Small Groups Said to Personalize a Church Too Large for Relationships

Article excerpt

ST. PAUL, Minn. -- Believing that small, intentional communities have the power to revitalize the life of the larger church, about 275 people from 25 states and 13 countries spent four days here exploring ways to promote small Christian communities within the church and help them have a broader impact.

The National Joint Convocation on Small Christian Communities, held at the University of St. Thomas Aug. 9-12, was the fifth such meeting since 1990. The bilingual event brought together associates of three small Christian community organizations and two Hispanic organizations.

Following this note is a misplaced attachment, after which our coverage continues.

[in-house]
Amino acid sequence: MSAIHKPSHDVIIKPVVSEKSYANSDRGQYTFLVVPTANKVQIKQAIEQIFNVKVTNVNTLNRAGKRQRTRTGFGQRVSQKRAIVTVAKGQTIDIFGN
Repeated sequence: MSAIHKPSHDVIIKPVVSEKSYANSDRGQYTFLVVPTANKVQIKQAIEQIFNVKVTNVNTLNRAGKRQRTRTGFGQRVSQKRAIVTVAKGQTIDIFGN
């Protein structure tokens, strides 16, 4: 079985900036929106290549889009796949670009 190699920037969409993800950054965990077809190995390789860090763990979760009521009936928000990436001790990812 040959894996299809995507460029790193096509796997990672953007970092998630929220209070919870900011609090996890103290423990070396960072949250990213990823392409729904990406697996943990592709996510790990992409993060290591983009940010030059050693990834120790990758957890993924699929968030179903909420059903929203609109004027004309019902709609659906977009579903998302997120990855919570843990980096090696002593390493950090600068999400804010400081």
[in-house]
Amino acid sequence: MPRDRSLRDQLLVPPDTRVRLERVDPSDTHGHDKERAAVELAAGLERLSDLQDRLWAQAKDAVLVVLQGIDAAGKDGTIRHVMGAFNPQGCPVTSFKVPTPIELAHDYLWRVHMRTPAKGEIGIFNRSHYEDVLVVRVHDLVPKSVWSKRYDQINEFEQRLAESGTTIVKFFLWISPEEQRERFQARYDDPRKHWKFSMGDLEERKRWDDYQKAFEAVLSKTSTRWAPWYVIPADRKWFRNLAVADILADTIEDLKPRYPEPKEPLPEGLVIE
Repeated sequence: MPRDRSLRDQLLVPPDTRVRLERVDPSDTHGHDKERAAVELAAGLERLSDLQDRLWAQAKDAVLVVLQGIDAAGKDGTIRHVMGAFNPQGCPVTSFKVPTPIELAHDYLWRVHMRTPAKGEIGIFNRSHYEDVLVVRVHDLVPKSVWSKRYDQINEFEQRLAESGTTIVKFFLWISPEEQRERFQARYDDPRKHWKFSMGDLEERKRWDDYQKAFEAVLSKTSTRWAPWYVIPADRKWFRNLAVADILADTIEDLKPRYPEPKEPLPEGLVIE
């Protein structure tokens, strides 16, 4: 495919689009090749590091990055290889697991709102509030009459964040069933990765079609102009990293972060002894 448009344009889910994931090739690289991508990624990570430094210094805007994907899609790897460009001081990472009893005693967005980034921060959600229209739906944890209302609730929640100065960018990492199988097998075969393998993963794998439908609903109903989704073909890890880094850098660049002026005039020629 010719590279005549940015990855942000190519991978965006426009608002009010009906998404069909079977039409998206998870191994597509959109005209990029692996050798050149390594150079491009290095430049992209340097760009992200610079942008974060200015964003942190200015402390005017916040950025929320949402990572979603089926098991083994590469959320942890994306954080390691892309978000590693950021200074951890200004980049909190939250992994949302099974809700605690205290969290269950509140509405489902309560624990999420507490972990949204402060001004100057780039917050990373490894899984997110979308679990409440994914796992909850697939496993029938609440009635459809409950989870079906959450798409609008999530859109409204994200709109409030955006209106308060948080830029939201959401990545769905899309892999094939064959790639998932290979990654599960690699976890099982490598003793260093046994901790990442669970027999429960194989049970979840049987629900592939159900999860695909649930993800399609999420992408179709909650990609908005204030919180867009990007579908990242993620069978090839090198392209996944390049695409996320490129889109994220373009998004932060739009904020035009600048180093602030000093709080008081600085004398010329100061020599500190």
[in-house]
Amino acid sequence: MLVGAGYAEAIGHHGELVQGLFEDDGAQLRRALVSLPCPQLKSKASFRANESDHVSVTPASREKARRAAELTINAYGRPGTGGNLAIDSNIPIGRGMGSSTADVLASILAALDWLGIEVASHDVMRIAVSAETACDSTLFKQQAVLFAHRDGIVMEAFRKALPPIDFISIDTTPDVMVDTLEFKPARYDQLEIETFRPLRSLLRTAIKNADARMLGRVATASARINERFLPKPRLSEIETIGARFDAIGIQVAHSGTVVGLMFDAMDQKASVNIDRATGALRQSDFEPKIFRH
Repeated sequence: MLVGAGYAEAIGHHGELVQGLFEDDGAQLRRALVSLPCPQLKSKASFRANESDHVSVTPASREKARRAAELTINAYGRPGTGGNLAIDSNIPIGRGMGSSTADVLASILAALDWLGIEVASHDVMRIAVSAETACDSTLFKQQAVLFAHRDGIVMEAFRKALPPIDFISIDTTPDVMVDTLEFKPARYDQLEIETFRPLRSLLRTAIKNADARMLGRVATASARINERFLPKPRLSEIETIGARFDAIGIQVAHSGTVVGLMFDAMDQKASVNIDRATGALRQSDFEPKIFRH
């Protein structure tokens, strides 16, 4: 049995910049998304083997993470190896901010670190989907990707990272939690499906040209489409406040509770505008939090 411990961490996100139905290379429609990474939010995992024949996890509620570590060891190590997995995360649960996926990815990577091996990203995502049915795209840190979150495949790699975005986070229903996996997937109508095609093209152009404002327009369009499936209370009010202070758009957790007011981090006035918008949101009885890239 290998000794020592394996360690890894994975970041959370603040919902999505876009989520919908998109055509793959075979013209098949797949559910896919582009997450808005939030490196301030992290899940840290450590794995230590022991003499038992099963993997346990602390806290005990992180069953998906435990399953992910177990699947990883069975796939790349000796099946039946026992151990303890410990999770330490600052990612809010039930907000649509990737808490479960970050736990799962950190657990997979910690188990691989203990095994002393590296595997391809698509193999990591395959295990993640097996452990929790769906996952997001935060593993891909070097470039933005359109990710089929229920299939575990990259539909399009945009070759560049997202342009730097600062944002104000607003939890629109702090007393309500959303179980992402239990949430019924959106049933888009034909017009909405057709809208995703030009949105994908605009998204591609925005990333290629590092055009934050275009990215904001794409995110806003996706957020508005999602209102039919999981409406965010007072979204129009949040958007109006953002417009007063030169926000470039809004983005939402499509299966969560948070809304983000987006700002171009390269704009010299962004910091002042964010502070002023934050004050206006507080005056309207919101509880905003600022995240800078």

Marianist Br. Robert Moriarty, one of the event's organizers, estimates that as many as 50,000 small Christian communities meet regularly in the United States. Moriarty directs the Pastoral Department for Small Christian Communities for the Hartford, Conn., diocese.

Most groups comprise fewer than a dozen members, often from the same parish. They meet regularly--usually weekly--to pray, read scripture and reflect. For some, it can become a longterm commitment. Some groups have met for 10, even 20 years. Over time, many small Christian communities become active in social issues and vol unteer together in the community. …